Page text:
During transition, some missions may be off-limits for sailors. Transitioning sailors will be restricted from flying and diving ops during medical treatment and there may be limitations for sailors who have access to nuclear weapons, and chemical and biological weapons.
“The Navy’s bureau of Medicine is studying the effects of medical treatments associated with gender transition on members of the aviation and diving communities,” officials with Naval Personnel Command said in a statement.
Gender transition is only complete after a military doctor documents that the service member has completed required medical treatments and written permission from the commanding officer to change the official gender marker in the appropriate personnel administrative systems. While Defense Department guidance says no sailor may be kicked out of the service on the basis of being transgender, sailors are advised to consider the needs of the service when choosing how and when to transition. Transition should be completed during one tour of duty to avoid interrupting medical treatment and requiring additional coordination and a new transition plan, which may disrupt operational requirements at a new command. And transition during boot camp or service academy training is not advised.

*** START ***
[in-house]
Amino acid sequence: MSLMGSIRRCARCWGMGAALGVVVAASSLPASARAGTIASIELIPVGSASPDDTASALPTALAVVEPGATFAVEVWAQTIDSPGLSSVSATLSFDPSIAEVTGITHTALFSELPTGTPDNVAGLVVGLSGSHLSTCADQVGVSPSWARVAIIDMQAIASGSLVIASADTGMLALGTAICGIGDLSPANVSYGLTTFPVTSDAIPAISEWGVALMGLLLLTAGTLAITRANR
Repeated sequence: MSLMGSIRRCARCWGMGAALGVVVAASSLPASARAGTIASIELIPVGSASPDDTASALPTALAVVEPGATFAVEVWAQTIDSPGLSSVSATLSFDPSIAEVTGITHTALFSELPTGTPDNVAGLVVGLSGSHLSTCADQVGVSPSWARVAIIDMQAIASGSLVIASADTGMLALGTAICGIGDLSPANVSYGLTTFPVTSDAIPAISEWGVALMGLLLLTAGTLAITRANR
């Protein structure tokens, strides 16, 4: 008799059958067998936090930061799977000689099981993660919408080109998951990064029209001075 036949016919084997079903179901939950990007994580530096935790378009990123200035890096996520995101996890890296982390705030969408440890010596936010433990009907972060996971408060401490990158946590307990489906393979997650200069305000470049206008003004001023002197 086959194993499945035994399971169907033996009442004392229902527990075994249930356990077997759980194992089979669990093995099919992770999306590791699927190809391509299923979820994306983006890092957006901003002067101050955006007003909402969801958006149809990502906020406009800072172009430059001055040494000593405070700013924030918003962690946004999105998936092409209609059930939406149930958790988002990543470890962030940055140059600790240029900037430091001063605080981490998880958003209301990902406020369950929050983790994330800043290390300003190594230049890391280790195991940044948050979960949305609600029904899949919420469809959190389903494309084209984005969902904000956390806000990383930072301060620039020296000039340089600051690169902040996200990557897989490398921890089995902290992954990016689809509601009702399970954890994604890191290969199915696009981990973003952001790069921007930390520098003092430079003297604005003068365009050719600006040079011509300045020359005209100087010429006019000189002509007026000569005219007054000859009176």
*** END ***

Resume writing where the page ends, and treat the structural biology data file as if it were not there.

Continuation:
“A service member is subject to separation in an entry-level status during the period of initial training … based on a medical condition that impairs the Service member’s ability to complete such training,” the guidance states.